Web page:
(*–Ironically, the Bible itself and scholars say the sin of Sodom wasn’t homosexuality, but the gang-rape of strangers, like the angels in the Genesis account: “rape as public policy” as I heard one scholar call it.  Supposedly the idea was to make the unfamiliar visitor ‘familiar’ and ‘like us.’  Bush “sodomizes” Putin, Kim Jong Il, Saddam, Ahmadinejad…!)


Orthodox vision of human rights?

Last week the quadrennial Council of all Bishops of the Russian Orthodox Church from throughout the world promulgated a statement, The Basic Principles of the Russian Church Teaching on Human Dignity, Freedom and Rights, discussed here by Interfax’ religion service.  It’s been a topic of discussion and continuing work since the release of the year 2000 Council’s The Basis* of the Social Concept of the Russian Orthodox Church, as well as of course ongoing human rights criticism of Russia, Serbia, and some other Orthodox and neighboring countries, the spread of the U.S./NATO/EU eastward into the former Warsaw Pact and the Commonwealth of Independent States, the Western-backed ‘color revolutions’ in Georgia, Ukraine, and threatening in Belarus and Mongolia, as well as notable contradictions in Western human rights and election practices itself.  It doesn’t seem available on the Web in English yet, but Interfax emphasizes its confrontation with what some Russians, using a term echoing the “militant atheism” reference to Communism, are now calling “militant secularism”:

According to the authors of the Orthodox vision of human rights released Thursday, “blasphemy shall not be justified by the rights of artist, writer or journalist.” Under the pretence of human rights protection, civilizations “should not impose their lifestyle patterns on other civilization{s}” and the human rights protection “should not {be used cynically to} serve interests of certain countries.”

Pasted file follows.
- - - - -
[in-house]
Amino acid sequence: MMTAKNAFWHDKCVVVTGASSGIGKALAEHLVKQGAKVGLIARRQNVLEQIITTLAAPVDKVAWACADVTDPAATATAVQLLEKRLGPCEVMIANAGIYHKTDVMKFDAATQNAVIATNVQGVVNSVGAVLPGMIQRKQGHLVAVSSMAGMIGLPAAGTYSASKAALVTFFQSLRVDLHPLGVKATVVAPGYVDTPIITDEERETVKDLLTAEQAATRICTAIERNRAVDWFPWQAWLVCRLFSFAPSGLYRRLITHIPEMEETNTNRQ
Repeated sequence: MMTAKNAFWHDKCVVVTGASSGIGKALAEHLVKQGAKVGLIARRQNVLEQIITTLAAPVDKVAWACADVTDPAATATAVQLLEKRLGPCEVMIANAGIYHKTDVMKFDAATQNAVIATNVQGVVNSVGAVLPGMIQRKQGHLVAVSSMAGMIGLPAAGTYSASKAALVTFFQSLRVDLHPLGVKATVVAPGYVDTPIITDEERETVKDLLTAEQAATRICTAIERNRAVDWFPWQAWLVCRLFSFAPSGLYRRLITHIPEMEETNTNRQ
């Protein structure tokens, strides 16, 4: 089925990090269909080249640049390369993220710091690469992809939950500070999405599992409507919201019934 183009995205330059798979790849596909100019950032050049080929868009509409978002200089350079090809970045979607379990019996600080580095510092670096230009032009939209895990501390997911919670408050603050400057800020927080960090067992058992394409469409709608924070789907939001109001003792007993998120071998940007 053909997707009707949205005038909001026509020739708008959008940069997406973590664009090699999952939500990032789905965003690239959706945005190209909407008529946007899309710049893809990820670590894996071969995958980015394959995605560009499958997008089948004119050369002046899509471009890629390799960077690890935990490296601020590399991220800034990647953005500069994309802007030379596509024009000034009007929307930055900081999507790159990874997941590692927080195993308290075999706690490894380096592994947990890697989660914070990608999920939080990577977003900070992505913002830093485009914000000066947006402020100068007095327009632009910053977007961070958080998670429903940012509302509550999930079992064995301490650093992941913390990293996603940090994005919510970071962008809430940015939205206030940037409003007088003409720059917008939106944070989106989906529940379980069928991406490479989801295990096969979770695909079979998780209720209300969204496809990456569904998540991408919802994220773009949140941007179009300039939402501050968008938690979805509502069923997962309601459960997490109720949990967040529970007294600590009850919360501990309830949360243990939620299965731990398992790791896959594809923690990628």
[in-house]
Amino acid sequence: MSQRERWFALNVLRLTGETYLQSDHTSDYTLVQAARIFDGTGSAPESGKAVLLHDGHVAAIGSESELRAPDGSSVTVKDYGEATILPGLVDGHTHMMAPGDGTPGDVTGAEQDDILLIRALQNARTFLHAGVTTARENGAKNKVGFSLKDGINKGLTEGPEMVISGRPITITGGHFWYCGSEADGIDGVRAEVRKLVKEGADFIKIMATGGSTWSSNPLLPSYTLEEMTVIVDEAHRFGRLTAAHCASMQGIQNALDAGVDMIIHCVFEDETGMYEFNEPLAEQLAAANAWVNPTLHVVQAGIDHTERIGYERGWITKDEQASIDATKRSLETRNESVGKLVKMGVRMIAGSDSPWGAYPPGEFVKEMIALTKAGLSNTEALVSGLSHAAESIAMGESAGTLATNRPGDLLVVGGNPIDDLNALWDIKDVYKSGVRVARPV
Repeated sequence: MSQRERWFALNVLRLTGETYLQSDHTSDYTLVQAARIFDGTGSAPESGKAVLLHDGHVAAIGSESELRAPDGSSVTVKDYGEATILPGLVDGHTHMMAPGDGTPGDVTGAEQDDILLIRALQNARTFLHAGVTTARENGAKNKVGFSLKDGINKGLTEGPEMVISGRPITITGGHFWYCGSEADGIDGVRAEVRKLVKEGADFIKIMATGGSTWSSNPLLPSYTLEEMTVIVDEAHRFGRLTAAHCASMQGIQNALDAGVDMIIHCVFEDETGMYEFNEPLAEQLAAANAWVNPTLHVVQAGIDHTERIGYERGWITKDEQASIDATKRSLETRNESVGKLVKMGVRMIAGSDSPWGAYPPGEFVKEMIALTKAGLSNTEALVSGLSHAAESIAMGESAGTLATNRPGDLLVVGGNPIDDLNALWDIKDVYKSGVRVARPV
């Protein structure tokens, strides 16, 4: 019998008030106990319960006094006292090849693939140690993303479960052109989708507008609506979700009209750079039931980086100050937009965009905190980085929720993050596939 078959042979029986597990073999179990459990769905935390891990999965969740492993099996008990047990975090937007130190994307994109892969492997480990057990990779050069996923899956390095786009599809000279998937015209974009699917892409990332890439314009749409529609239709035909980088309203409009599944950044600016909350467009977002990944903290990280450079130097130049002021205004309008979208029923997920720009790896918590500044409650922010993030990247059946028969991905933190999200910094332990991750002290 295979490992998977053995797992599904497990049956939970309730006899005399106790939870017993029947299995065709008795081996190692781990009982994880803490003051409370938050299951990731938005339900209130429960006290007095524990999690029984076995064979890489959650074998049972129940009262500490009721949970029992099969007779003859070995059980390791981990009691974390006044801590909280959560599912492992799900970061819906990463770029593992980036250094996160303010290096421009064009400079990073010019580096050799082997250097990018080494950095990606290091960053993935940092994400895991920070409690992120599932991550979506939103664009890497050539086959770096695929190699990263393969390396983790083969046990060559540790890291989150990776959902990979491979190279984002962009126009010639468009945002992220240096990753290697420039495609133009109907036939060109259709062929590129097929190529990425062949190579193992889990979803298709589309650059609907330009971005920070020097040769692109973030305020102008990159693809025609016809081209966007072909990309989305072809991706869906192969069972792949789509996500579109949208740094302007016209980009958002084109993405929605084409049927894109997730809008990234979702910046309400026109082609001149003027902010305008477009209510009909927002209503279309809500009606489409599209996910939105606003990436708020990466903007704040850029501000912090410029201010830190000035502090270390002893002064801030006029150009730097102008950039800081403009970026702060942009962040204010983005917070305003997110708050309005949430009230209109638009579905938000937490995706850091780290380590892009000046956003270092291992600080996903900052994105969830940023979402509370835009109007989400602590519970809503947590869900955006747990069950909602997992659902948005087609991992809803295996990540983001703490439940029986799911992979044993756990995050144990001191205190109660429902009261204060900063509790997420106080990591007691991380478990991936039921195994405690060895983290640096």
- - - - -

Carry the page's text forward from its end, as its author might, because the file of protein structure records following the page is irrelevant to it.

The right to education provides for gaining knowledge with a view to cultural traditions and visions of a family and a person. Most world {cultures} are based on religion, therefore, any comprehensive education and upbringing should include the basics of religion which created the culture where such person lives,” the Basics read.

The document also states that private life, vision and people’s will should not be subject to “total control”. “Manipulation of people’s conscience and choice by government agencies, political powers, economic and information elites is dangerous for the society. It is also unacceptable to collect, concentrate and use information on any aspects of person’s life without his/her consent,” the Basics’ authors believe.  {Corrections, emphases, and clarifications Tiernan’s.}

Of course, most Russians living today well remember the abuses alluded to in the last paragraph!  I can’t endorse it without seeing it in detail, but I commend its reading, at least, to all of us who seek to deal rightly with Eastern Europe, the Orthodox World, and ultimately the whole Two-Thirds World.

(*–Sometimes translated as Bases, the plural of Basis.)